The way police enforce marijuana laws in New York City amounts to little more than arresting people for the color of their skin. Technically, possession is decriminalized there. But displaying pot in public is not. So police routinely—at a rate of tens of thousands a year—stop people on the street, frisk them, and tell them to empty their pockets. And when people pull out that little bag of pot, blam, they're arrested. (Refusing to cooperate with cops can also get you booked in jail, so you're screwed either way.) This has made marijuana in plain view the most common arrest in New York City, with cops racking up about 50,000 a year, and black and Hispanic suspects arrested at proportions beyond their segments of the population. Even worse, "black and Hispanic MPV arrestees have been more likely to be detained prior to arraignment, convicted, and sentenced to jail than their white counterparts," this study explains. Mayor Mike Bloomberg and former mayor Rudolph Giuliani are staunchly in favor of keeping up this practice.

Governor Andrew Cuomo, reaching down from Albany and into the affairs of New York City, is not.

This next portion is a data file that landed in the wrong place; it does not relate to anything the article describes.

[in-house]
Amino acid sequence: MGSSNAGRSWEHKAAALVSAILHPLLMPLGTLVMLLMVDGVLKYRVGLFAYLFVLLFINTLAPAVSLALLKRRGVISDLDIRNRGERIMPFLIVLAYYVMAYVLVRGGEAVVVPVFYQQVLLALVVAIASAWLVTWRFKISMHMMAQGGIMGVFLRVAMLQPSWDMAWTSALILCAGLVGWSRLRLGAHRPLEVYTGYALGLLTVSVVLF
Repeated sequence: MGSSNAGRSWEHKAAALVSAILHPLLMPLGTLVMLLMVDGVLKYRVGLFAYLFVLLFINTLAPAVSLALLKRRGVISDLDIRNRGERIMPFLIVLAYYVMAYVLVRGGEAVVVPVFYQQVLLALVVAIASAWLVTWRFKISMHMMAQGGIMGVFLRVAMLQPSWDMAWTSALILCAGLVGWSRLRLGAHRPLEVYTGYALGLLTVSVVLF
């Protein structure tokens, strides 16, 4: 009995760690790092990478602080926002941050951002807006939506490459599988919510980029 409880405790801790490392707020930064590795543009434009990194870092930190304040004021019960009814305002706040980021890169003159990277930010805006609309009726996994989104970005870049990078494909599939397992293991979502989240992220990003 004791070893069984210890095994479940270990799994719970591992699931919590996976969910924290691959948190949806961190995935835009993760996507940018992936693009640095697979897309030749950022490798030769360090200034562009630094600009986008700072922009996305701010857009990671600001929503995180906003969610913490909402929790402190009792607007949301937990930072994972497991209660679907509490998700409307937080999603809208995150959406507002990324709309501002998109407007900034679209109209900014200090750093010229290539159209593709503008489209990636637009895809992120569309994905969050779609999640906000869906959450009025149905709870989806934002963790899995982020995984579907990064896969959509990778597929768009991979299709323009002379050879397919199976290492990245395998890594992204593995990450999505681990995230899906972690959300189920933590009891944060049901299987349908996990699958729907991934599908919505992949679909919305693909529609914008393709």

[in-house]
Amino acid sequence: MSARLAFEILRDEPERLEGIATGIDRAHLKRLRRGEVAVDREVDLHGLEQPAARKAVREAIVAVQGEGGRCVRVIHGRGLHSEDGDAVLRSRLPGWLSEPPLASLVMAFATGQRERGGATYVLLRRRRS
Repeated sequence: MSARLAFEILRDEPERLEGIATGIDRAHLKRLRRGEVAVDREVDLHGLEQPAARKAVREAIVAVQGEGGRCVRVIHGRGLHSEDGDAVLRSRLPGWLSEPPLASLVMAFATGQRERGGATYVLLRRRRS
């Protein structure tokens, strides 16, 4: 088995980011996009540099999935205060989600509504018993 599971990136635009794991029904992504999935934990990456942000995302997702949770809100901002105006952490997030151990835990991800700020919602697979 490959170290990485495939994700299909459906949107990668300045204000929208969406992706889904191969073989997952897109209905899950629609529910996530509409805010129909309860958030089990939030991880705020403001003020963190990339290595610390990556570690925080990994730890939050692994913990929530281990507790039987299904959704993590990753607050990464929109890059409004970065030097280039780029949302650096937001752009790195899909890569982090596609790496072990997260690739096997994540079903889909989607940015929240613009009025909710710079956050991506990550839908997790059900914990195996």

New York Times:

The governor will call for the decriminalization of possession of small amounts of marijuana in public view, administration officials said. [...]

Reducing the impact of the Bloomberg administration’s stop-and-frisk policy has been a top priority of lawmakers from minority neighborhoods, who have urged Mr. Cuomo, a Democrat, to pay more attention to the needs of their communities. The lawmakers argue that young men found with small amounts of marijuana are being needlessly funneled into the criminal justice system and have difficulty finding jobs as a result.

For years, this crap has been tolerated because, hey, it's pot. No politician can come to the defense of the stoners. But pot laws were never about pot—the pot has always been an incidental criminal offense. Criminalizing pot in the 1930s was designed to cast a net so broad that police could ensnare anyone they feel like targeting.

But stop-and-frisk practices have become toxic, and pot decriminalization has become nontoxic.

Cuomo, bless his soul, has a nose for the moment that support is on his side for ending bigoted policy—like marriage discrimination—and pushing these anachronistic, and genuinely repugnant, laws off the books. Good for him. Hopefully he's a national bellwether for politicians who can admit that prohibition is, and always has been, a proxy for racism.